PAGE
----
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PyFileServer: Sharing Filesystem Directories

Name: Ho Chun Wei
School: National University of Singapore
Major: Computer Engineering, Master of Science
Project: PyFileServer
Project Page:
Mentors: Ian Bicking
Mentoring Organization: Python Software Foundation (

The aim of the PyFileServer project is to implement a WSGI-based web application for sharing files and other resources using the WebDAV protocol (

The Web Server Gateway Interface defines a simple and universal interface between Python web servers and web applications, and among intervening web applications (termed "middleware). PyFileServer middleware includes:

  • An Error Handler for translating exceptions into proper HTTP responses.
  • A Request Resolver that supports multiple shares and resource types on a single server.
  • A User Authentication module that implements both basic and digest authentication schemes.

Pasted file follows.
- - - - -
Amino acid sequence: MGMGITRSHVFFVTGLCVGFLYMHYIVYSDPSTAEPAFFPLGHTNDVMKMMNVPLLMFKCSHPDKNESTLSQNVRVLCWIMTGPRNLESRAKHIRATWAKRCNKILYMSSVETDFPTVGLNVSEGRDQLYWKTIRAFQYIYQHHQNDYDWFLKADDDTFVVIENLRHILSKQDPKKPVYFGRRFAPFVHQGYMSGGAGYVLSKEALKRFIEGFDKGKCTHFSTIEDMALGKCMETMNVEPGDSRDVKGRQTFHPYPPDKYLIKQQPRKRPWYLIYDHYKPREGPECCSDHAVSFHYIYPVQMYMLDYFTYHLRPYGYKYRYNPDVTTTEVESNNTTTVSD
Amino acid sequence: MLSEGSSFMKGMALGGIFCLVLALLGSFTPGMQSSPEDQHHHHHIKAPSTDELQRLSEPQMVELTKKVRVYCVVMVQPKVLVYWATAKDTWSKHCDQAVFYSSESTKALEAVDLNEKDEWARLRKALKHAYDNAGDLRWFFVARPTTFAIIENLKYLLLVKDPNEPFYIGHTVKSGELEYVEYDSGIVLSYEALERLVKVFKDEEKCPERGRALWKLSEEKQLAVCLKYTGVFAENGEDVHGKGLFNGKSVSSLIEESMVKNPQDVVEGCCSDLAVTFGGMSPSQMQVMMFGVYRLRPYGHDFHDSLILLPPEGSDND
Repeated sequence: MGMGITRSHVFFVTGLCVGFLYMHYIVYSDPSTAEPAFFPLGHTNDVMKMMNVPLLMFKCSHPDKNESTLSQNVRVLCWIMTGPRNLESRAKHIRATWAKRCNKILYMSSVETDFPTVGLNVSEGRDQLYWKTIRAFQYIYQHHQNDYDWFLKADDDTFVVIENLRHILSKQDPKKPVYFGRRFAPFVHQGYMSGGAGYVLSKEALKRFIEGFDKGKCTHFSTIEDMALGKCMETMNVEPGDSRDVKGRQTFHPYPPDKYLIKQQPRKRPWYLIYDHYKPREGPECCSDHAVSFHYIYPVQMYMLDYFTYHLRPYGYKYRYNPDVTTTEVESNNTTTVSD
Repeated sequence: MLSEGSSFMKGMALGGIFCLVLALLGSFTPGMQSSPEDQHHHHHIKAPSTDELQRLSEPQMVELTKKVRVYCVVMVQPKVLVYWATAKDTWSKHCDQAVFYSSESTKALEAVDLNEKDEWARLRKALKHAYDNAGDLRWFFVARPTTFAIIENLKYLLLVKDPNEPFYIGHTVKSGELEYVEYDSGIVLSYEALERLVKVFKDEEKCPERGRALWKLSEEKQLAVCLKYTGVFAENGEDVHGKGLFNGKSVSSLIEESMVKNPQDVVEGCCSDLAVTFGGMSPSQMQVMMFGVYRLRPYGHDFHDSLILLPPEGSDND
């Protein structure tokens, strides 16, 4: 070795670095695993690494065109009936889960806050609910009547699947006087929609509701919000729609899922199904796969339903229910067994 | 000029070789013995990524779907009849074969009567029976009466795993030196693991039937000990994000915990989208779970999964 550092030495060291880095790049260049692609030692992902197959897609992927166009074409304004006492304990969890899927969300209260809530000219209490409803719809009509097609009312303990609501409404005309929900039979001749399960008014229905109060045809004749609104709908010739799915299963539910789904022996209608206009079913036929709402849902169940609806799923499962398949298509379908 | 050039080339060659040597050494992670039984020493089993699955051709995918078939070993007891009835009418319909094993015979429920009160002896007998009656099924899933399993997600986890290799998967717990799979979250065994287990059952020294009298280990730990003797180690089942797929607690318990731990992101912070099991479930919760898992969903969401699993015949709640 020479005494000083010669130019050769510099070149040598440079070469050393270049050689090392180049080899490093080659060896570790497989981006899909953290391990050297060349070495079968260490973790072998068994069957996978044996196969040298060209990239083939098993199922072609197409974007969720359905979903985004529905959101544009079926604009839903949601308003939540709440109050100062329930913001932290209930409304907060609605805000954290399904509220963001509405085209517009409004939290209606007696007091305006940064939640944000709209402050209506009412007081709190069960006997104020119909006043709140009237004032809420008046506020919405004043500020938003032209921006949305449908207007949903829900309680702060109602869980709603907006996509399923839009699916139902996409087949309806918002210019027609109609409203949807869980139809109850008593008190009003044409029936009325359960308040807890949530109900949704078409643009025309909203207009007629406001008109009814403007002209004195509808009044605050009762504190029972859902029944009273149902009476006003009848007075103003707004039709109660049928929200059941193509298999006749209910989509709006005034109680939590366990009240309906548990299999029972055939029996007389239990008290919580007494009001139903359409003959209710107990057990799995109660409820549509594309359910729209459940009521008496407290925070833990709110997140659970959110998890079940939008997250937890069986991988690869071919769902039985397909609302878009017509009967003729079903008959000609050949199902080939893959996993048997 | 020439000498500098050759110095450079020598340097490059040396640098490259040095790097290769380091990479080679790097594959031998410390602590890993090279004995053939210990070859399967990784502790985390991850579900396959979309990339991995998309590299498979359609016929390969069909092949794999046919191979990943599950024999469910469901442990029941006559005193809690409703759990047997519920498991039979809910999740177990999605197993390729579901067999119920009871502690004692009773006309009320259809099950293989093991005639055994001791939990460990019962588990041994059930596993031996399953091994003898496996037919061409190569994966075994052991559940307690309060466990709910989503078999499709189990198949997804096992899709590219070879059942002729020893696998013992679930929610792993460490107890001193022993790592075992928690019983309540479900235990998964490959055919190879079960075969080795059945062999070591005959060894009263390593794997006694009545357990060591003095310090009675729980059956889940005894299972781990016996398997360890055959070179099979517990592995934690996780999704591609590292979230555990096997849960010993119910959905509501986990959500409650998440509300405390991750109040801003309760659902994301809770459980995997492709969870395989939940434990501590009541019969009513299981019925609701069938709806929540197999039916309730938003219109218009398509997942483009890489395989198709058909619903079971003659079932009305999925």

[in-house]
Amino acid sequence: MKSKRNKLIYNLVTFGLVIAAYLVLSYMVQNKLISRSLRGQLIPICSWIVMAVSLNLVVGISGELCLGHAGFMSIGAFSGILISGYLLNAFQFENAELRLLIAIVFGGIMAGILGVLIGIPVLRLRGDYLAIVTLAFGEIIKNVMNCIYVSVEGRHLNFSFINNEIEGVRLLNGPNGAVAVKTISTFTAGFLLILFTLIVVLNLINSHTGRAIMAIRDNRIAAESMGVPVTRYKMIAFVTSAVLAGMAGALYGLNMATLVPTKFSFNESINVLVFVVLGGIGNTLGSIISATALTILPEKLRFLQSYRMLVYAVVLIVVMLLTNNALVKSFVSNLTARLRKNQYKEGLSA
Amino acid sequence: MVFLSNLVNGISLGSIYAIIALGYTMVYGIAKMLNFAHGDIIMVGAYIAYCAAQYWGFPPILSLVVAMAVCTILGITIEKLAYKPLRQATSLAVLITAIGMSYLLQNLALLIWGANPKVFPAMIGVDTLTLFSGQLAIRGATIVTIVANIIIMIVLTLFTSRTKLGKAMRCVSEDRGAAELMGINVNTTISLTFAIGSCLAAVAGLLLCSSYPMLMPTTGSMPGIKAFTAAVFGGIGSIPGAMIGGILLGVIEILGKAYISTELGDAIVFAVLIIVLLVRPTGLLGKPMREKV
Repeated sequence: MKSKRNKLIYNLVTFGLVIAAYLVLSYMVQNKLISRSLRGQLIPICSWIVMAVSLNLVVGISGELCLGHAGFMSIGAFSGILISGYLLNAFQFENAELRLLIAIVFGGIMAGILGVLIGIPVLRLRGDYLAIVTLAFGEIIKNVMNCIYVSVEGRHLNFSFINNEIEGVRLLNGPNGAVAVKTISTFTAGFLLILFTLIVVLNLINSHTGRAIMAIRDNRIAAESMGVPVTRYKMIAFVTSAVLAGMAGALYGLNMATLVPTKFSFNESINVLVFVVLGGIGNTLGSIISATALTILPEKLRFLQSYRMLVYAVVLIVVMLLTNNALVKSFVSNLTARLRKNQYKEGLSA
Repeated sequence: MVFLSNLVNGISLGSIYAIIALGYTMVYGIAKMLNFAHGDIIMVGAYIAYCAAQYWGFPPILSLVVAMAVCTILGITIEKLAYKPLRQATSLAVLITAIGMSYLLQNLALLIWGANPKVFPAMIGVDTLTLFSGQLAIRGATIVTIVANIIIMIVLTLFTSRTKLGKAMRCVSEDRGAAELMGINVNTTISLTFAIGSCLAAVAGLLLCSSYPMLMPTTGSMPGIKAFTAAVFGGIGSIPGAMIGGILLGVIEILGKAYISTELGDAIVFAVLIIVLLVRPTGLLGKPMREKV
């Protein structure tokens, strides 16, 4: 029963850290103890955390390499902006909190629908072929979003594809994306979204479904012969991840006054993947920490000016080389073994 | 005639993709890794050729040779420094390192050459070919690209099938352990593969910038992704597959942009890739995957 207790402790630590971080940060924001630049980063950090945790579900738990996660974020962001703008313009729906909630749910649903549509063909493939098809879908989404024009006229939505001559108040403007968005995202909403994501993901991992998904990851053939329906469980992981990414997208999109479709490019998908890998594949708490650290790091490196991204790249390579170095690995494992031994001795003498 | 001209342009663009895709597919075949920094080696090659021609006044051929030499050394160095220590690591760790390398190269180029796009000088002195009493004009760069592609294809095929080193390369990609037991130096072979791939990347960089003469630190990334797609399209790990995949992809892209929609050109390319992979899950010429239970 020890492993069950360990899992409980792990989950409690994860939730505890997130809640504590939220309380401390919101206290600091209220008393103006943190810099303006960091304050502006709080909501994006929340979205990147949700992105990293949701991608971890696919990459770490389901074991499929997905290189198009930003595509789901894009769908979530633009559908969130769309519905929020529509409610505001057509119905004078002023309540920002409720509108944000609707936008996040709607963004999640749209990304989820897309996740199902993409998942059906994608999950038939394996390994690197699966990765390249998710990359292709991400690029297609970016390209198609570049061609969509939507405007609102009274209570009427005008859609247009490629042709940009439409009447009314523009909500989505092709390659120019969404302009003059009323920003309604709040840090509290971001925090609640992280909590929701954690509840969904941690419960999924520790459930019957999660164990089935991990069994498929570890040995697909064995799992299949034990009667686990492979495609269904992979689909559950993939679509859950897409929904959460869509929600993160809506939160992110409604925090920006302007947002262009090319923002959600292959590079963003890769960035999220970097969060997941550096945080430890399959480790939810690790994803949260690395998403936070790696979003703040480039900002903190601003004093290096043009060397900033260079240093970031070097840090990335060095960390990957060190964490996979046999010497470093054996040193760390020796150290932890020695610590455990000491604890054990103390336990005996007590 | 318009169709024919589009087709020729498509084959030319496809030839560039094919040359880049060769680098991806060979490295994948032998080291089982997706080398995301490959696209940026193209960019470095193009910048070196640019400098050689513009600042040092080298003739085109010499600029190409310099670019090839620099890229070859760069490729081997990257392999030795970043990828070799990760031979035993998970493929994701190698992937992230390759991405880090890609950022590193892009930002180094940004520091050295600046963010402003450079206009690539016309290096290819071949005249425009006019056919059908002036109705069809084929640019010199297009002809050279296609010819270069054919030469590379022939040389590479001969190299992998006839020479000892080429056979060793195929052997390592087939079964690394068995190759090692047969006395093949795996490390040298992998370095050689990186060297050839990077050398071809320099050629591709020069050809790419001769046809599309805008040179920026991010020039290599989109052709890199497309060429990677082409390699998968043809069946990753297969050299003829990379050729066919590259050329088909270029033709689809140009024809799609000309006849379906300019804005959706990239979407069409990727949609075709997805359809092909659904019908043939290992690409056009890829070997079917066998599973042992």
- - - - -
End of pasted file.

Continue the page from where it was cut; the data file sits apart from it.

The WebDAV Server application implements up to class 2 of the WebDAV specification, including resource locking and setting arbitrary properties. It also supports conditional processing headers and single-range retrievals.

The application uses a generic Resource Abstraction Layer interface that can be implemented to share any type of resource. The application includes a number of layers for sharing files (by default) and other resources such as a MySQL database.

The Domain Controller interface provides user information for authentication purposes, and can be implemented to support custom user databases. PyFileServer currently provides components for authentication against preconfigured users or a Windows NT domain.

The Lock Manager and Property Manager interfaces provide locking and arbitrary properties support and are implemented as persistent file stores. These can be extended to provide integration with resource-management systems for improved workplace collaboration or semantic classification.

Testing is done with the neon litmus test suite, cadaver, and Windows Web Folders. Standalone and in-code documentation is done in reStructuredText, then compiled to HTML. We use setuptools for packaging and distribution.

PyFileServer is released under the Lesser GNU Public License and requires Python 2.4 or higher. The package includes a simple WSGI web server and can be run either as a standalone application or imported into a WSGI-compatible web framework such as Webware ( or Paste (